Slime molds have memory - without a brain
University of Sydney researchers have shown that brainless slime molds can remember where they've been and navigate a maze using excreted chemicals as a memory system.
It's strong support, they say, for the theory that the first step toward the evolution of memory was the use of feedback from chemicals.
"We have shown for the first time that a single-celled organism with no brain uses an external spatial memory to navigate through a complex environment," says Christopher Reid from the University's School of Biological Sciences.
"Our discovery is evidence of how the memory of multi-cellular organisms may have evolved - by using external chemical trails in the environment before the development of internal memory systems."
It's long been known that some insects, such as ants, navigate by leaving pheromone trails behind them, challenging the assumption that navigation requires learning or a sophisticated spatial awareness.
But this is the first time it's been demonstrated that even an organism without a nervous system can navigate a complex environment with the help of externalised memory.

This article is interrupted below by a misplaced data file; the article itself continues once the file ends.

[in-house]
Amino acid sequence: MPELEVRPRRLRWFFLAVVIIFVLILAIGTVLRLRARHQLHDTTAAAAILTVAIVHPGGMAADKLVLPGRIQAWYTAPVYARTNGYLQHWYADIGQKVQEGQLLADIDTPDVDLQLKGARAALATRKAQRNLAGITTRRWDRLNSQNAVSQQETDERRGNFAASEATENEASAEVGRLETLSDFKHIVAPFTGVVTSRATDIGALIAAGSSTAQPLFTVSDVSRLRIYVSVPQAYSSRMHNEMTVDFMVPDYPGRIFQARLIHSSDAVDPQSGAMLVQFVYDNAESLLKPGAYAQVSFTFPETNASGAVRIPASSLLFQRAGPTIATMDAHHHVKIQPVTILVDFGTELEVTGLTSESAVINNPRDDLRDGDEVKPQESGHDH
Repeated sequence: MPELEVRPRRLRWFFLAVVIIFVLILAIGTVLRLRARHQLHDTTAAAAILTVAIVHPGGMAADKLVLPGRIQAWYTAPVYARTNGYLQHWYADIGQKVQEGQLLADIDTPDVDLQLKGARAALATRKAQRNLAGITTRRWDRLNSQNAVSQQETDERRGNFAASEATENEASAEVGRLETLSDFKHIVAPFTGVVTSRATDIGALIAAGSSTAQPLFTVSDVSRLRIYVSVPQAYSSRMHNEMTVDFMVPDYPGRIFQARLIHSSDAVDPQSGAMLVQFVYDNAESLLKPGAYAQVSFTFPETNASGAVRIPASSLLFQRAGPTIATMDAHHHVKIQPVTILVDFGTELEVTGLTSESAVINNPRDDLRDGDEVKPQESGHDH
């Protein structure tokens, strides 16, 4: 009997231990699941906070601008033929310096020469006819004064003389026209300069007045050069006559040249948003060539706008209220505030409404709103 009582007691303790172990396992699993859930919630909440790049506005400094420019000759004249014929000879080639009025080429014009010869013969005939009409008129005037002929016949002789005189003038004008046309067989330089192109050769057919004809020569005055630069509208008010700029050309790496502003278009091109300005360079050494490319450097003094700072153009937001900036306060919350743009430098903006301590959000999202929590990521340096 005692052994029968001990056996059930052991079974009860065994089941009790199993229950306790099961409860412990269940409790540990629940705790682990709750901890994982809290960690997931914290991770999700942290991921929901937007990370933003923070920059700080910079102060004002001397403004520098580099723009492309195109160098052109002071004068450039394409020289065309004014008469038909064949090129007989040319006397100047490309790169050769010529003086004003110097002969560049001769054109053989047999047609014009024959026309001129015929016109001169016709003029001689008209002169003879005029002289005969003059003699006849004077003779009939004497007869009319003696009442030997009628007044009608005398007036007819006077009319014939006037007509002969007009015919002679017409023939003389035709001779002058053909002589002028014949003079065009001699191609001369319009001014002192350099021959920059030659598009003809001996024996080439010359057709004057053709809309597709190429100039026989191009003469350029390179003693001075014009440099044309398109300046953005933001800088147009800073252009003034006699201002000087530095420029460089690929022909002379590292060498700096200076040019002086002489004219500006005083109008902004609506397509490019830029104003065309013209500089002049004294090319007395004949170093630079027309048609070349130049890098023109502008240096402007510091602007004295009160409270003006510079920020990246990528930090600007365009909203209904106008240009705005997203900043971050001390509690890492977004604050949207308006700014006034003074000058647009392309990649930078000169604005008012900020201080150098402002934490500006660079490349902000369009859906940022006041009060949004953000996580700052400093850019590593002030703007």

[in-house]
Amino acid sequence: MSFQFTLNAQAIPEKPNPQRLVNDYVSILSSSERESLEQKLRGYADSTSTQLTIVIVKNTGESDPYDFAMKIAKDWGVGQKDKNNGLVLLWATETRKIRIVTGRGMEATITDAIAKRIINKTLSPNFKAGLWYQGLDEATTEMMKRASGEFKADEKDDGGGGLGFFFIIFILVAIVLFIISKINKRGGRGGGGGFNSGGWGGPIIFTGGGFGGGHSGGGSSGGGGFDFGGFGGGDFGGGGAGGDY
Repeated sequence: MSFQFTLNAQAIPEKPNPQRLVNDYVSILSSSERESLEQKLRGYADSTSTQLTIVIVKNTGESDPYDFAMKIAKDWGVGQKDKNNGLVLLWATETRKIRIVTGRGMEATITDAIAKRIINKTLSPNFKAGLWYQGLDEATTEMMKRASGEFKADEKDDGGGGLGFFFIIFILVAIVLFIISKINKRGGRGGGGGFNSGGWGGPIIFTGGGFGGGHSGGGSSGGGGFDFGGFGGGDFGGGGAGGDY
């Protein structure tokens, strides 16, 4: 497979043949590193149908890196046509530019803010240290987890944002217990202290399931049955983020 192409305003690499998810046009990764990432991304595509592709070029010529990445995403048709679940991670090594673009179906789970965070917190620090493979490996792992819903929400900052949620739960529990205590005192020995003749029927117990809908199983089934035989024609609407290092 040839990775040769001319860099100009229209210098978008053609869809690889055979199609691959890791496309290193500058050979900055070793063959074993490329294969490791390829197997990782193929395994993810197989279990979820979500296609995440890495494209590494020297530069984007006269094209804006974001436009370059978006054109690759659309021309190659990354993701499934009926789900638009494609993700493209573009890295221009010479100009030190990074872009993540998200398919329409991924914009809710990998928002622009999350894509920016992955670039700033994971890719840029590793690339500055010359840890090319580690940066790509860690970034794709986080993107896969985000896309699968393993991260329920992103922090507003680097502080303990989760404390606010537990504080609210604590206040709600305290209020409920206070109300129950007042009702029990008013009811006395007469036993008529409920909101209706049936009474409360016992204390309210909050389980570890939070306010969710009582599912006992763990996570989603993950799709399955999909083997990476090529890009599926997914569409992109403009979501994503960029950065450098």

The process used by the slime molds, say the researchers, is similar to the way robots can navigate without a programmed map or the ability to build one. Instead, they respond only to feedback from their immediate environment to navigate obstacles and avoid becoming trapped.
The team based its test on one commonly used in robotics, requiring the slime mold to navigate its way out of a U-shaped barrier.
As the slime mould (Physarum polycephalum) moves, it leaves behind a thick mat of non-living, translucent, extracellular slime. When foraging, the slime mold avoids areas that it has already 'slimed' and explored.
"This shows it is using a form of external spatial memory to more efficiently explore its environment," says Reid.
"We then upped the ante for the slime molds by challenging them with the U-shaped trap problem to test their navigational ability in a more complex situation than foraging. We found that, as we had predicted, its success was greatly dependent on being able to apply its external spatial memory to navigate its way out of the trap."
It might be argued that slime molds have enough to deal with in life without being forced to navigate mazes. They form the exclusive diet of three types of beetle, for example: Agathidium bushi, A. cheneyi and A. rumsfeldi.